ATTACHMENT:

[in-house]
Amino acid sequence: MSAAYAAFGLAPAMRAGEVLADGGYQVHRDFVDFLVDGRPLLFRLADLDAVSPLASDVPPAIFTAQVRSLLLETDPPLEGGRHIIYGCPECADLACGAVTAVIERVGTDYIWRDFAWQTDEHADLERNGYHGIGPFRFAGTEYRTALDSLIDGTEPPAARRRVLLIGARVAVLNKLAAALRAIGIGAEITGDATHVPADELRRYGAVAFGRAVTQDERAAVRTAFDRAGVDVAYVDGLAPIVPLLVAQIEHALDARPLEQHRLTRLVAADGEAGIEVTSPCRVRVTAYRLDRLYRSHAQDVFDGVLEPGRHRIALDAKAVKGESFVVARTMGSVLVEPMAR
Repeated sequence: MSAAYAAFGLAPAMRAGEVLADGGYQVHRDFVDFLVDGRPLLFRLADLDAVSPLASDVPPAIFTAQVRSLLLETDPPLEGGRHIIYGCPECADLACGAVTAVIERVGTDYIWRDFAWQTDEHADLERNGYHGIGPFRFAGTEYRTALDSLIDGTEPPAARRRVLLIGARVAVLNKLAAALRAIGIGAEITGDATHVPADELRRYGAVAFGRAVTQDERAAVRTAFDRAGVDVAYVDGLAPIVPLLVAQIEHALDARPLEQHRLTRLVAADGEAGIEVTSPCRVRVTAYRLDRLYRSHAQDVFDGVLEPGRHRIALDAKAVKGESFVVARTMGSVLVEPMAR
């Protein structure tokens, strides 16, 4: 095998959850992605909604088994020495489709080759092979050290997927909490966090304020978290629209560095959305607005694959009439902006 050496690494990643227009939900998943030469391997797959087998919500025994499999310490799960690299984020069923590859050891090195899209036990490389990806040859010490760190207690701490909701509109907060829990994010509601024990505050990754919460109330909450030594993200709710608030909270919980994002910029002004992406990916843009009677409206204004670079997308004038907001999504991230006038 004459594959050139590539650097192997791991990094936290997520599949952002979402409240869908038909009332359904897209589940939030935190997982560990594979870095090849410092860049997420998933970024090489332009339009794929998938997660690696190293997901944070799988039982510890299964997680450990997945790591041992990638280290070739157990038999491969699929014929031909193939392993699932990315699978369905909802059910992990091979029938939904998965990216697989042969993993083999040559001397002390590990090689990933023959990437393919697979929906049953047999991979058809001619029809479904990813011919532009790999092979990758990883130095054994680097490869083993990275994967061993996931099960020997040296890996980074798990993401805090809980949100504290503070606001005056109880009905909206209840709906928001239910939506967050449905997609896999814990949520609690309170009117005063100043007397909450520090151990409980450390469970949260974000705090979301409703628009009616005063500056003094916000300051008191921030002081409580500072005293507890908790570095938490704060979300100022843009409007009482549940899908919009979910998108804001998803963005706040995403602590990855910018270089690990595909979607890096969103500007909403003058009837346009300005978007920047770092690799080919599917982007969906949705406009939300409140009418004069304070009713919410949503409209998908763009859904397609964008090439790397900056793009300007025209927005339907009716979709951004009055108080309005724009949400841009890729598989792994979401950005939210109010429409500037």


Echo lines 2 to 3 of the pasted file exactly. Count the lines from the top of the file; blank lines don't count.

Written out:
Amino acid sequence: MSAAYAAFGLAPAMRAGEVLADGGYQVHRDFVDFLVDGRPLLFRLADLDAVSPLASDVPPAIFTAQVRSLLLETDPPLEGGRHIIYGCPECADLACGAVTAVIERVGTDYIWRDFAWQTDEHADLERNGYHGIGPFRFAGTEYRTALDSLIDGTEPPAARRRVLLIGARVAVLNKLAAALRAIGIGAEITGDATHVPADELRRYGAVAFGRAVTQDERAAVRTAFDRAGVDVAYVDGLAPIVPLLVAQIEHALDARPLEQHRLTRLVAADGEAGIEVTSPCRVRVTAYRLDRLYRSHAQDVFDGVLEPGRHRIALDAKAVKGESFVVARTMGSVLVEPMAR
Repeated sequence: MSAAYAAFGLAPAMRAGEVLADGGYQVHRDFVDFLVDGRPLLFRLADLDAVSPLASDVPPAIFTAQVRSLLLETDPPLEGGRHIIYGCPECADLACGAVTAVIERVGTDYIWRDFAWQTDEHADLERNGYHGIGPFRFAGTEYRTALDSLIDGTEPPAARRRVLLIGARVAVLNKLAAALRAIGIGAEITGDATHVPADELRRYGAVAFGRAVTQDERAAVRTAFDRAGVDVAYVDGLAPIVPLLVAQIEHALDARPLEQHRLTRLVAADGEAGIEVTSPCRVRVTAYRLDRLYRSHAQDVFDGVLEPGRHRIALDAKAVKGESFVVARTMGSVLVEPMAR